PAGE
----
From 2003-2007, I was the start-up Director of a child care centre for 2-5 year olds. The centre community adopted a philosophy of early education based on our research and understanding of an Emergent Curriculum. Over the next week or so I will provide an overview of what I believe lies at the heart of this approach, starting today with that which is most important – the Image of the Child.
Understanding Emergent Curriculum: What Do We Mean By Image of The Child?
These are the beliefs about the child that are inherent to an Emergent Curriculum philosophy;
1. Children are capable, competent, curious and creative.
I talked further about this belief in this post – Perspectives. This philosophical shift empowers children as collaborators in their learning. The child moves from being one with needs which adults must meet to one with strengths and interests of his own. All children deserve the opportunity to be supported as they journey to reach their full potential.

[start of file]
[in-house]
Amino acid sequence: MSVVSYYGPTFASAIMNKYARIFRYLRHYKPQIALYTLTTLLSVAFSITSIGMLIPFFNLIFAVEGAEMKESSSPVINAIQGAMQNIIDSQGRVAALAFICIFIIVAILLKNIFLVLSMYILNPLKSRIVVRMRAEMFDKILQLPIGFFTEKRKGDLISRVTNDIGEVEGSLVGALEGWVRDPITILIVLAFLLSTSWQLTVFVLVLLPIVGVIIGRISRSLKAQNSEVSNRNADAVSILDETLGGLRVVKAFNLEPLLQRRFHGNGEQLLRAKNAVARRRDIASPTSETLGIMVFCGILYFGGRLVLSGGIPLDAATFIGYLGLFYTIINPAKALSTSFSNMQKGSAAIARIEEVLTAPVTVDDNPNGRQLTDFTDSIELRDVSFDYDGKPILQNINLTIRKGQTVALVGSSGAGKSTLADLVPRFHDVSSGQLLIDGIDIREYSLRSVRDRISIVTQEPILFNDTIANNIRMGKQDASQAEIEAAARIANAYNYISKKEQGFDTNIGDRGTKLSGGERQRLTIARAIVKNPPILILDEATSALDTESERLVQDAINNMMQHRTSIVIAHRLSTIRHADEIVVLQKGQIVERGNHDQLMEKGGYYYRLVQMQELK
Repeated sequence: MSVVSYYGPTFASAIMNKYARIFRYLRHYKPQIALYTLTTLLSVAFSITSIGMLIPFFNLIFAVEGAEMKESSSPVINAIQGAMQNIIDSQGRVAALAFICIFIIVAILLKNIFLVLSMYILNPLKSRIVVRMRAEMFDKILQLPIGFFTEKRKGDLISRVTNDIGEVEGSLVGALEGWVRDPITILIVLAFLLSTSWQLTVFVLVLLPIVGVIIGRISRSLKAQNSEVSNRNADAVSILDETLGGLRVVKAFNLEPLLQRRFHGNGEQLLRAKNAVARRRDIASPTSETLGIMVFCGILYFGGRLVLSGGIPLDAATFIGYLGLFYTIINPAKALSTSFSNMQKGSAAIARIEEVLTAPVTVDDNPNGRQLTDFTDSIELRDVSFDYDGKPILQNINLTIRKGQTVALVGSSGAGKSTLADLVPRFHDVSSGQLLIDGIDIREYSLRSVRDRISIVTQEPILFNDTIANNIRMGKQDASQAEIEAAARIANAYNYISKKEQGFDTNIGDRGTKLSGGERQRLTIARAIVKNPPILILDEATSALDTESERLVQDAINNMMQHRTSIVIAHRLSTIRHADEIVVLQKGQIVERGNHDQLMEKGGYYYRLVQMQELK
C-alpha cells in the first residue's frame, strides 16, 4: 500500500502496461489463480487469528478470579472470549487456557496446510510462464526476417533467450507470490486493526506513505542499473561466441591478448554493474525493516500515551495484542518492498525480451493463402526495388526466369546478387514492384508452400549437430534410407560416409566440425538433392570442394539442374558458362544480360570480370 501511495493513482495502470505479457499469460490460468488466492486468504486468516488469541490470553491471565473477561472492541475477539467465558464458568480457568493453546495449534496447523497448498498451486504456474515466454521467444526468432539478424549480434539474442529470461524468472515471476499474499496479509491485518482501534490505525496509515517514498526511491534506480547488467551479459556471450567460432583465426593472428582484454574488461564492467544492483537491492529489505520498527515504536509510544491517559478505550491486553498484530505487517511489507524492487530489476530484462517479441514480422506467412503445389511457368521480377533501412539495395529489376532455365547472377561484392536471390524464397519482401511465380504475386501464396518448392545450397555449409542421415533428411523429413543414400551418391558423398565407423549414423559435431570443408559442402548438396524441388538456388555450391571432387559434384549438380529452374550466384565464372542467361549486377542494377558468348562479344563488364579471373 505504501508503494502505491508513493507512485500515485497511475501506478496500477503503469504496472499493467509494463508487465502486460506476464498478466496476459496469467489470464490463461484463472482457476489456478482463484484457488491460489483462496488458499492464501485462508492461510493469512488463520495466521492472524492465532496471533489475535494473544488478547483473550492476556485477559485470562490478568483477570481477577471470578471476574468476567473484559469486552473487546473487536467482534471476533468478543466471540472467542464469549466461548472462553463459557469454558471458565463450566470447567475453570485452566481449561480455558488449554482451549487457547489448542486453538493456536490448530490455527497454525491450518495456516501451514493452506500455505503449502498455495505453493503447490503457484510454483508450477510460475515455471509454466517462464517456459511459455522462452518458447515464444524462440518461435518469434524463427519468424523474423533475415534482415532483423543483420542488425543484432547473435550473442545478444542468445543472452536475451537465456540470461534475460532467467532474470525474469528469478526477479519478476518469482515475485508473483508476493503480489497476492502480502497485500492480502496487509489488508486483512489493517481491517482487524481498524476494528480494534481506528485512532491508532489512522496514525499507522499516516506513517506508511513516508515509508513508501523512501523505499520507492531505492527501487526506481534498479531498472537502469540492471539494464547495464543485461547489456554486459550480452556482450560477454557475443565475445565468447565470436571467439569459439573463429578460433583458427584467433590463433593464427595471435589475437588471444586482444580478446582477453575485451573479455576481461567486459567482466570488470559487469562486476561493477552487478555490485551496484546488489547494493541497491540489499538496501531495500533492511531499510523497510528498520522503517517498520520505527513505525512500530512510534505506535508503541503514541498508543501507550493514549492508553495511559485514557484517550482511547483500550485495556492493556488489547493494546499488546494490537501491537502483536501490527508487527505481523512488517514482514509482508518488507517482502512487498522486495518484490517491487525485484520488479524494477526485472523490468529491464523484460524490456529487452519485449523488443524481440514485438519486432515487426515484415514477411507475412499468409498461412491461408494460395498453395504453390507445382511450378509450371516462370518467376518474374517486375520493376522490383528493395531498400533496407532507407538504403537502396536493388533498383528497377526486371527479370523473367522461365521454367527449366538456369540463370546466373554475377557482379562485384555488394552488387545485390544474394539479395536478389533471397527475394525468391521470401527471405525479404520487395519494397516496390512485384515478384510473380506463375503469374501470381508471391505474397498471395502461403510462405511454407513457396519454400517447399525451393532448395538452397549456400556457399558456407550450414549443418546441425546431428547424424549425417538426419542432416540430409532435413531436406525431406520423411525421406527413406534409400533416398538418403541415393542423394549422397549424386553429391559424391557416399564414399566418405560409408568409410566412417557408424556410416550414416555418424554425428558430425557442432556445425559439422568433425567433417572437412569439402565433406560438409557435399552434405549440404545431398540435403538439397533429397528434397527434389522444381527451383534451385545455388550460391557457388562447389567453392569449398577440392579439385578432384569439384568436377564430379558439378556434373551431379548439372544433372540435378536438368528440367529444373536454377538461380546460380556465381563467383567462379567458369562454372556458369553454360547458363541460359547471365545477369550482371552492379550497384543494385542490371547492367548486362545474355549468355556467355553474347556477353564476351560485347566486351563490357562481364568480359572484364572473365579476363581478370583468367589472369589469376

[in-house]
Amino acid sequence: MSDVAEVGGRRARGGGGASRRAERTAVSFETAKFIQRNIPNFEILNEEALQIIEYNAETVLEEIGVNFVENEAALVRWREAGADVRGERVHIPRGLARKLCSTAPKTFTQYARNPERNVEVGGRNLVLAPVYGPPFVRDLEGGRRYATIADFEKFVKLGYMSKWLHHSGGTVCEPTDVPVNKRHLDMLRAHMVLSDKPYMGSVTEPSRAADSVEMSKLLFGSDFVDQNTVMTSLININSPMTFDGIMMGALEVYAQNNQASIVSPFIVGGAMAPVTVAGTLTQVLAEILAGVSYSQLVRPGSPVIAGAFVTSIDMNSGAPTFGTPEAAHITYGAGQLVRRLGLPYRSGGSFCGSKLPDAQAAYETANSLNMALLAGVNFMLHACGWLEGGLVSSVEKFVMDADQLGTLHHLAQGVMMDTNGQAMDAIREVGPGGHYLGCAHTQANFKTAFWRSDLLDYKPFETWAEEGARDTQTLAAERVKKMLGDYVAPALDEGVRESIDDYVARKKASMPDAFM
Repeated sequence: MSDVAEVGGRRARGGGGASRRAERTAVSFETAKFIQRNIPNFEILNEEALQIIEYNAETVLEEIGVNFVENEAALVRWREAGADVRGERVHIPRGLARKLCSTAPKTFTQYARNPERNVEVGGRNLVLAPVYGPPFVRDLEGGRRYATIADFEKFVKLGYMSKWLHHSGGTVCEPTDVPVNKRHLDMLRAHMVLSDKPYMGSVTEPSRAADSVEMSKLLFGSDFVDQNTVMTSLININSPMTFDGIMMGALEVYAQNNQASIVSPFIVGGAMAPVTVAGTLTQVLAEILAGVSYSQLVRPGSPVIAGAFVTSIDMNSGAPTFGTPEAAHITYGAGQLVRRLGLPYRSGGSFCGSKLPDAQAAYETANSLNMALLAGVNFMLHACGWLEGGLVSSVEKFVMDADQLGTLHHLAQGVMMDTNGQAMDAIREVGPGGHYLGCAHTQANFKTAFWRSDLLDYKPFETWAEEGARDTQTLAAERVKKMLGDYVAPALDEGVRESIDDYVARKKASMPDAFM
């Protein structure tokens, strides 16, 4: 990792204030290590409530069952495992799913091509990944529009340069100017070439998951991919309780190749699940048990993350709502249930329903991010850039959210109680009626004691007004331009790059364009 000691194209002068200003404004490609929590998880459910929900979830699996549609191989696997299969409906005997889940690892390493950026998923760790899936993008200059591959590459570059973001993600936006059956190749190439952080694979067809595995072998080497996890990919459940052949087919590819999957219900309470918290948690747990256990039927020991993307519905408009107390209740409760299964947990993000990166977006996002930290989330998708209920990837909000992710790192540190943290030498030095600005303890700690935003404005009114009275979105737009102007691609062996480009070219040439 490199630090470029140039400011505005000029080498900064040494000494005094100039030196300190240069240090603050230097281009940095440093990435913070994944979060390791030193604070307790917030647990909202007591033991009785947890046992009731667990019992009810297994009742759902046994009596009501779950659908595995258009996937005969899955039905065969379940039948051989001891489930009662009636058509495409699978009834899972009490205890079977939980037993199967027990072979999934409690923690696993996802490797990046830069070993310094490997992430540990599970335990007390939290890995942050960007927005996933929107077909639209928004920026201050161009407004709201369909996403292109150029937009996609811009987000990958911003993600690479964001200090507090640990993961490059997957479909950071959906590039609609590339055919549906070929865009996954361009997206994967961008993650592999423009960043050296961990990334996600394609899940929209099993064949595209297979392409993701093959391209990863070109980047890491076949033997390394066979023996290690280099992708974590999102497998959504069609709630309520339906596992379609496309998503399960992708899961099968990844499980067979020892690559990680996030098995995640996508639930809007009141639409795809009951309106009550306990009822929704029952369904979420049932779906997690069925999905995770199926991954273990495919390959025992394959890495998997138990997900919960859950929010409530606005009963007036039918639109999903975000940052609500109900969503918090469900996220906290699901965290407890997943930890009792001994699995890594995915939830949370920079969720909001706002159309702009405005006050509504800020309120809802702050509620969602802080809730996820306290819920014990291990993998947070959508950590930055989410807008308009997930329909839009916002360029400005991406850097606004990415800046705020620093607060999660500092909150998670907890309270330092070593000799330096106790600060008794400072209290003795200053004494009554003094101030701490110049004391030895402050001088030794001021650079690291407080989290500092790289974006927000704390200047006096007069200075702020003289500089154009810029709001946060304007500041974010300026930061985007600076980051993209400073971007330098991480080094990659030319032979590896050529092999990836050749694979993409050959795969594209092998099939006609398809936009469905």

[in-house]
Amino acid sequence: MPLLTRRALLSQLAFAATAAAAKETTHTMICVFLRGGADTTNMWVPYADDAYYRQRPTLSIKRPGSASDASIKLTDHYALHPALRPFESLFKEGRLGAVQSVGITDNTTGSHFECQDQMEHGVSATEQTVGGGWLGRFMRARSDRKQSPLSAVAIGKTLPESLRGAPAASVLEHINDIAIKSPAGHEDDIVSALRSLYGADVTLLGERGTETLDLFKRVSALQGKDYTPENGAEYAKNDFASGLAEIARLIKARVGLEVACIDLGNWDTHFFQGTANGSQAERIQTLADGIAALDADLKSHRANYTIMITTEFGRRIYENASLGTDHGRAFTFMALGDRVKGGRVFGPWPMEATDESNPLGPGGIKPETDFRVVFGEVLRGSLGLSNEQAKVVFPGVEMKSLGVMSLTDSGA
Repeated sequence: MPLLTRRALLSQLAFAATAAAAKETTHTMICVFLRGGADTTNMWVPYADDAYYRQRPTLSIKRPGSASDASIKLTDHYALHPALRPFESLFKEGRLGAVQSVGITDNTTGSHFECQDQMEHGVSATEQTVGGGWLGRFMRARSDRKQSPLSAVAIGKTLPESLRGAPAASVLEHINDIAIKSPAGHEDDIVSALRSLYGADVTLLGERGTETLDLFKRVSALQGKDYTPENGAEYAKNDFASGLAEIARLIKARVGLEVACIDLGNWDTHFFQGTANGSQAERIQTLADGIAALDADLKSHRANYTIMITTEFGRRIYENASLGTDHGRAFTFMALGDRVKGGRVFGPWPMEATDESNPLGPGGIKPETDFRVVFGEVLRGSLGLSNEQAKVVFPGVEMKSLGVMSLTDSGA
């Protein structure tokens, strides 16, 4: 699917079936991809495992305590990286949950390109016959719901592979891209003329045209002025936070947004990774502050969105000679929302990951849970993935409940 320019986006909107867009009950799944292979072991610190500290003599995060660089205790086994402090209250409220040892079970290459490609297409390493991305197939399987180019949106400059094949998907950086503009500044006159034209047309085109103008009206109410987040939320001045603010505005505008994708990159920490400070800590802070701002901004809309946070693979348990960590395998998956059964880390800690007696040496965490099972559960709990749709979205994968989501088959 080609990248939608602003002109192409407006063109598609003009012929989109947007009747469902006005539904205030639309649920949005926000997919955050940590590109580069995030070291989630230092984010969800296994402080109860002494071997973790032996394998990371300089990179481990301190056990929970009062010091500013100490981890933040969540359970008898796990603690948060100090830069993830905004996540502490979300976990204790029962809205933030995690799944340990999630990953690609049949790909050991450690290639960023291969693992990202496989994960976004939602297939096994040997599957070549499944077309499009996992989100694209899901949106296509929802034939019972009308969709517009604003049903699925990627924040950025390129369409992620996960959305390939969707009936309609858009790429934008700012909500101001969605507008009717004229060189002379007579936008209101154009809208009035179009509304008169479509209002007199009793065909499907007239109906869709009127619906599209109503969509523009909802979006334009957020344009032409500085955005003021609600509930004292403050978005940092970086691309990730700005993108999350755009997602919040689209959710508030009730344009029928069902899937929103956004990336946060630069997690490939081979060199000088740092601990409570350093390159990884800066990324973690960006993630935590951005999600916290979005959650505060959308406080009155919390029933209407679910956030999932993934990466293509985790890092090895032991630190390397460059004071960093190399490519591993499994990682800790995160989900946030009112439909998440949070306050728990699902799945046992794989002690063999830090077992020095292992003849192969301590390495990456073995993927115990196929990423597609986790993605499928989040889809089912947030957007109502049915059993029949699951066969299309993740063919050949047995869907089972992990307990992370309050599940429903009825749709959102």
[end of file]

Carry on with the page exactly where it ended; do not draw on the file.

3 year olds experimenting with the rainbows of light generated by a crystal in the sunshine.
3. Children are active, self motivated learners seeking to understand the world in which they live, and learn when supported through adult interactions.
The child has a right to a quality early education inclusive of relationships and experiences which promote learning and development.
4. Children learn by sharing their thinking with peers and adults.
A group of four 4 year olds recreating the Sydney Harbour Bridge.
5. The child is viewed as one being as a whole with infinite languages to communicate meaning and understanding.
These beliefs are based on everything we know (and can plainly see) about young children as learners. They just make sense.
Read more of the Understanding Emergent Curriculum series;